By Katie Reynolds, Staff Writer
Bailey Power Plant, known as the RJR smokestacks to most Winston Salem residents, is being converted into 103,100 square feet of unique office and retail space. The power plant ceased operations about 20 years ago. Located downtown near Wake Forest Innovation Quarter (WFIQ), it will house restaurants, trendy office space and an independent movie theatre. Developers are also considering to include a museum, entertainment venues and an “urban” grocery store.
RJ Reynolds originally donated the Bailey Power Plant lot to Wake Forest Baptist Medical Center in 2010, along with $2 million for environmental work which was completed in 2013. In March of this year, about two thirds of the power plant was purchased by Wexford Science & Technology for a $40 million project. In late December of 2015, Winston-Salem and Forsyth County agreed to put $6 million towards the project.
This is not the first project that Wexford has completed in downtown Winston Salem, previously restoring Wake Forest Biotech Place, the Inmar headquarters and the 60-series building.
It is envisioned that Bailey Power Plant will run on entertainment and Winston-Salem residents, rather than coal. The power plant was originally built in the 1920s to produce energy for the RJ Reynolds Tobacco Company. The power plant and its 14-story smokestacks have been an iconic structure in Winston-Salem for almost a century.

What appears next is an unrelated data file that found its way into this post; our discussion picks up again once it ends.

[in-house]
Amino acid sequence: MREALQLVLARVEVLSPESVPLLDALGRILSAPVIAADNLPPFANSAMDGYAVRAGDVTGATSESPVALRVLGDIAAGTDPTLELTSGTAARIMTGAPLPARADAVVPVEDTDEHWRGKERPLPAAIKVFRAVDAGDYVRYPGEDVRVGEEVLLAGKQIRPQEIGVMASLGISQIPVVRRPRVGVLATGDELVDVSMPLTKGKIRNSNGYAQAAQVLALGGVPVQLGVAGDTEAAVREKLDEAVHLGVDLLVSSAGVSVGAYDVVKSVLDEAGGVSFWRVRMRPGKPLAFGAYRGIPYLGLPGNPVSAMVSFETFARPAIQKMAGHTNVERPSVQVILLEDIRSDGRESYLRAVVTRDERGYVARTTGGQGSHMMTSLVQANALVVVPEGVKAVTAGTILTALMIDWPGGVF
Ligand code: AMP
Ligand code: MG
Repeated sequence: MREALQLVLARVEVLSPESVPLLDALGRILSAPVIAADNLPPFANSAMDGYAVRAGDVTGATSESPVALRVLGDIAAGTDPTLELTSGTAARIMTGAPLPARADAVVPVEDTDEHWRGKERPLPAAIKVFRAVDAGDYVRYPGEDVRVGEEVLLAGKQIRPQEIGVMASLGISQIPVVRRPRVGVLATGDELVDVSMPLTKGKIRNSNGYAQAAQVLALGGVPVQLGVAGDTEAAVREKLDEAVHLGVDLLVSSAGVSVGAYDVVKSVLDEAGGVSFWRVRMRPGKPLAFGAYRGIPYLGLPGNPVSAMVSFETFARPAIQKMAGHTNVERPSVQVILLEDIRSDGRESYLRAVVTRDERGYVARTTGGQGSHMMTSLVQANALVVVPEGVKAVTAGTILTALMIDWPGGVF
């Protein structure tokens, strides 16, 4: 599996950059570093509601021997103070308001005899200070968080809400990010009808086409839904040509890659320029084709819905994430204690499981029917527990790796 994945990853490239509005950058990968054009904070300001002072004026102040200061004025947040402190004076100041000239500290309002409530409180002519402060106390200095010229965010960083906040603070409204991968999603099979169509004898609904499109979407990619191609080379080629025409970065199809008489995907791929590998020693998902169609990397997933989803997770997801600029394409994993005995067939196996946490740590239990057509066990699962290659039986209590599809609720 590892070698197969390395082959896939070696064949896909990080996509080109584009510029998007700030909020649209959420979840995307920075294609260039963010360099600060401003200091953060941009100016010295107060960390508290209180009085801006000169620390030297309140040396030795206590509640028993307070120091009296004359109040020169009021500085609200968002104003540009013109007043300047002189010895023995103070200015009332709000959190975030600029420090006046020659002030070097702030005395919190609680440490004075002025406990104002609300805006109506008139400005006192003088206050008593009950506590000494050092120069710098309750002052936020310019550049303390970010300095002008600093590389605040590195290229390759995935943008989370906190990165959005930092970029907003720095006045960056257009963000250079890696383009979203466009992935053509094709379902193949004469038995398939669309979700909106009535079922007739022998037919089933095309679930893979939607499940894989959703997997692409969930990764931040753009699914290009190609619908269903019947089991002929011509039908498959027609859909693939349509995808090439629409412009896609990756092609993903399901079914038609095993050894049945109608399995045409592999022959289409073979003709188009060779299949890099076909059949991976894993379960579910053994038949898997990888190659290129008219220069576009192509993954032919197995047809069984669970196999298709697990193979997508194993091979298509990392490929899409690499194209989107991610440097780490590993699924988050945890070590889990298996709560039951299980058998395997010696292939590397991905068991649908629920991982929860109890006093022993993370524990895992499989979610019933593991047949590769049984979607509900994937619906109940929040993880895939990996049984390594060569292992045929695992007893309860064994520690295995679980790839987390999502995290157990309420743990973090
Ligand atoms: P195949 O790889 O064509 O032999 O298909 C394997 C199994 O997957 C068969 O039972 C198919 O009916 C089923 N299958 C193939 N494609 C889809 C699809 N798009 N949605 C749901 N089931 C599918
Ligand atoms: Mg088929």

Wexford planned on developing outdoor communal spaces to complement Bailey Park. The remaining parts of Bailey Power Plant, which consists of two smaller buildings, will be repurposed by WFIQ.
Select construction began in 2013 and it was said that the selected space would be available for occupancy in early 2015. Complete construction and occupancy should be completed by December 2017.
Junior Ethan Green is very involved in downtown news and culture.
“My family is intertwined with the whole Krankies crowd and the whole warehouse crowd and I think I heard about it from J.B, John Bryan. He owns Krankies,” Green said. “I heard that he had a project he was working on about redoing the smokestacks and making them into a market.”
Green is also interested in the markets as he believes in supporting local businesses.
“I’m interested in going to shops there once they get that opened, because supporting lots of local artists and local businesses is kinda my thing,” Green said. “I think it’s really great what they’re doing over there. I hope that they keep the whole Winston Salem feeling and the old factory feeling, because to me the smokestacks incorporate Winston Salem.”
Developers of the project believe that the renovations will create a lot of great opportunities for residents and workers at the Innovation Quarter and for those in the community that will enjoy the new space.
Photo from Cross Street Partners